AP PHOTOS: Brooklyn rabbi leads the way with virtual Seder

KATHY WILLENS
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APTOPIX Virus Outbreak Virtual Passover Seder

Rabbi Shlomo Segal, right, places a hat on his daughter Rayna's head as she enters the room in a burst of sunlight dressed as the ancient prophet "Elijah" during a virtual Passover seder in the Sheepshead Bay section of Brooklyn during the current coronavirus outbreak, Wednesday, April 8, 2020, in New York. According to Jewish tradition, during the Passover seder service, Elijah will arrive as a surprise or unknkown guest to herald the advent of the Messiah. During the Seder dinner, biblical verses are read while the door is briefly opened to welcome Elijah. The seder dinner commemorates and recalls the historical redemption of Jews from Egyptian bondage and foretells their future redemption. (AP Photo/Kathy Willens)

NEW YORK (AP) — For centuries, on the first and second nights of the Jewish holiday of Passover, the youngest child has asked his or her elders, “Why is this night different from all others?”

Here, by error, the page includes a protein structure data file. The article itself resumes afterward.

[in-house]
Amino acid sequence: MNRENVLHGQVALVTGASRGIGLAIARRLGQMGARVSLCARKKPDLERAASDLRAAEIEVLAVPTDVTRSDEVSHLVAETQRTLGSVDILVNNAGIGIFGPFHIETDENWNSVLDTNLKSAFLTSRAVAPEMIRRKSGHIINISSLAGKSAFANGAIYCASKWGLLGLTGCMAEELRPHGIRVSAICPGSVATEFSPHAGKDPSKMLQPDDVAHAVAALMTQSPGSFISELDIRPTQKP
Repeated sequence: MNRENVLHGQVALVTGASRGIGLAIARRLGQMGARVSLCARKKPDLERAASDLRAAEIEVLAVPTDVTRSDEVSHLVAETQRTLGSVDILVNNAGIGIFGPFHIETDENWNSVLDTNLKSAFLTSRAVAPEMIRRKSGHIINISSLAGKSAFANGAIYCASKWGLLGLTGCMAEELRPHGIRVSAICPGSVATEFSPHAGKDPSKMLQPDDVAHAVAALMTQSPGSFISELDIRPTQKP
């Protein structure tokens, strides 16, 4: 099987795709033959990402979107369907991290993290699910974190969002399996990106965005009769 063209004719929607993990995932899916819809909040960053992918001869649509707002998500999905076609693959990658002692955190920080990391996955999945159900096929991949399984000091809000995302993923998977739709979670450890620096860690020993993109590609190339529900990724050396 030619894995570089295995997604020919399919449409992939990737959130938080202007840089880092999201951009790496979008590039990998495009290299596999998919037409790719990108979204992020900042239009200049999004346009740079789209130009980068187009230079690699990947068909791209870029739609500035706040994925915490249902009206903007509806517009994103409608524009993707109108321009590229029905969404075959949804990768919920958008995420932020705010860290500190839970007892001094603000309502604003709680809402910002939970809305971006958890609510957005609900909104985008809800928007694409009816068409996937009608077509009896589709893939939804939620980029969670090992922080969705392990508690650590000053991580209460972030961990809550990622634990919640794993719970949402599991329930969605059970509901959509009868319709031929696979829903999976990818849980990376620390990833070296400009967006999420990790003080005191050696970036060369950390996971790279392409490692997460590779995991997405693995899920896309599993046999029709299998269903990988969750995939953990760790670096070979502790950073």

This year, the nights are truly different. And Rabbi Shlomo Segal is among the spiritual leaders who are adapting to a Passover in the shadow of COVID-19.

The 40-year-old self-described “liberal” Orthodox rabbi has brought his Seder to YouTube, so that Jews can mark the holiday traditionally, even without the tradition of family gatherings.

“We’ve never done virtual Seders here, but Passover is an important time. The virtual Seder was in the context of how we’re responding to the COVID-19 crisis. In times of crisis, people turn to faith,” said Segal, leader of Congregation Kehilat Moshe in the Sheepshead Bay section of Brooklyn.

Said Segal’s wife, Adina: “Things are so tenuous now. We want to try to keep our ties with our community. People do need spiritual nourishment.”

Segal started conducting Friday evening Shabbat services via YouTube several weeks ago, when social distancing rules were put into place in New York.

Most Orthodox synagogues dismiss online Shabbat prayer because it is forbidden to use electronic devices on the sabbath; Segal finished his services before sunset, to abide by those rules. Some Orthodox authorities have said virtual Seders are acceptable, while others would forbid the practice.

Segal’s synagogue includes a range of congregants, from the very observant to those minimally so. To keep people engaged, including his own 8- and 12-year-old daughters, “I generally inject a lot of humor into my services while maintaining an essential dignity,” he said.

Online Seders are an invention born of necessity, Segal said.

“All I know is that when circumstances abruptly change ... we need to adapt and serve effectively,” he said “We felt that this was a time that required flexibility. It’s tough times.”